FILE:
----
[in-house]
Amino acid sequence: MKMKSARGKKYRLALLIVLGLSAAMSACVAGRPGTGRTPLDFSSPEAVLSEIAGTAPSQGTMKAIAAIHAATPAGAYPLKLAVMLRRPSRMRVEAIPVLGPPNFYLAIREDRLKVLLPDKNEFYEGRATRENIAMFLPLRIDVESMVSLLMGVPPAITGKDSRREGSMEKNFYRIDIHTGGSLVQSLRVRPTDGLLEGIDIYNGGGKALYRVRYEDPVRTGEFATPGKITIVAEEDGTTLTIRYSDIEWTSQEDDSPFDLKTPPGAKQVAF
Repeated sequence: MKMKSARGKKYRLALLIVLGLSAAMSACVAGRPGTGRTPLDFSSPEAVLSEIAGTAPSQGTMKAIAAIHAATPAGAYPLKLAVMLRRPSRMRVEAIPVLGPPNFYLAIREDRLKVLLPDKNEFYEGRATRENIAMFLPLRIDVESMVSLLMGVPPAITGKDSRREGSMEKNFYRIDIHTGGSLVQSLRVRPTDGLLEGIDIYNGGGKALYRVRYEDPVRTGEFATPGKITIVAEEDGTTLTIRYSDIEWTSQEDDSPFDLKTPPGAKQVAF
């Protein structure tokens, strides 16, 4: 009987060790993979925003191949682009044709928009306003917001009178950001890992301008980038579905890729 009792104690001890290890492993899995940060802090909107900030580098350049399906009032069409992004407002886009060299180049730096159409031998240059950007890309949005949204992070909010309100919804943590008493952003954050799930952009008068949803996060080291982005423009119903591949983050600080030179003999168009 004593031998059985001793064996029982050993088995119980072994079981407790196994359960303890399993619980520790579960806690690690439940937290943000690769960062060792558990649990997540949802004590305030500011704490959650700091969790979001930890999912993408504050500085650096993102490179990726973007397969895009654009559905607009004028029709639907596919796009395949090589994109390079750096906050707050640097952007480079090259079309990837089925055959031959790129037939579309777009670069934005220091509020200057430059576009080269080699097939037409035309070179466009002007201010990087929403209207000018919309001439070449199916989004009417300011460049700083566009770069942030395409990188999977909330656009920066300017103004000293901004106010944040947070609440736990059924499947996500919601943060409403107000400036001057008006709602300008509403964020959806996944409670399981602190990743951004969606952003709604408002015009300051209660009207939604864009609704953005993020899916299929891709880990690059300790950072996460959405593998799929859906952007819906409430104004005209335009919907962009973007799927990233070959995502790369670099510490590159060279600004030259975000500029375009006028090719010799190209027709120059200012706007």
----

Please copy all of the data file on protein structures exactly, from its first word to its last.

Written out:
[in-house]
Amino acid sequence: MKMKSARGKKYRLALLIVLGLSAAMSACVAGRPGTGRTPLDFSSPEAVLSEIAGTAPSQGTMKAIAAIHAATPAGAYPLKLAVMLRRPSRMRVEAIPVLGPPNFYLAIREDRLKVLLPDKNEFYEGRATRENIAMFLPLRIDVESMVSLLMGVPPAITGKDSRREGSMEKNFYRIDIHTGGSLVQSLRVRPTDGLLEGIDIYNGGGKALYRVRYEDPVRTGEFATPGKITIVAEEDGTTLTIRYSDIEWTSQEDDSPFDLKTPPGAKQVAF
Repeated sequence: MKMKSARGKKYRLALLIVLGLSAAMSACVAGRPGTGRTPLDFSSPEAVLSEIAGTAPSQGTMKAIAAIHAATPAGAYPLKLAVMLRRPSRMRVEAIPVLGPPNFYLAIREDRLKVLLPDKNEFYEGRATRENIAMFLPLRIDVESMVSLLMGVPPAITGKDSRREGSMEKNFYRIDIHTGGSLVQSLRVRPTDGLLEGIDIYNGGGKALYRVRYEDPVRTGEFATPGKITIVAEEDGTTLTIRYSDIEWTSQEDDSPFDLKTPPGAKQVAF
């Protein structure tokens, strides 16, 4: 009987060790993979925003191949682009044709928009306003917001009178950001890992301008980038579905890729 009792104690001890290890492993899995940060802090909107900030580098350049399906009032069409992004407002886009060299180049730096159409031998240059950007890309949005949204992070909010309100919804943590008493952003954050799930952009008068949803996060080291982005423009119903591949983050600080030179003999168009 004593031998059985001793064996029982050993088995119980072994079981407790196994359960303890399993619980520790579960806690690690439940937290943000690769960062060792558990649990997540949802004590305030500011704490959650700091969790979001930890999912993408504050500085650096993102490179990726973007397969895009654009559905607009004028029709639907596919796009395949090589994109390079750096906050707050640097952007480079090259079309990837089925055959031959790129037939579309777009670069934005220091509020200057430059576009080269080699097939037409035309070179466009002007201010990087929403209207000018919309001439070449199916989004009417300011460049700083566009770069942030395409990188999977909330656009920066300017103004000293901004106010944040947070609440736990059924499947996500919601943060409403107000400036001057008006709602300008509403964020959806996944409670399981602190990743951004969606952003709604408002015009300051209660009207939604864009609704953005993020899916299929891709880990690059300790950072996460959405593998799929859906952007819906409430104004005209335009919907962009973007799927990233070959995502790369670099510490590159060279600004030259975000500029375009006028090719010799190209027709120059200012706007």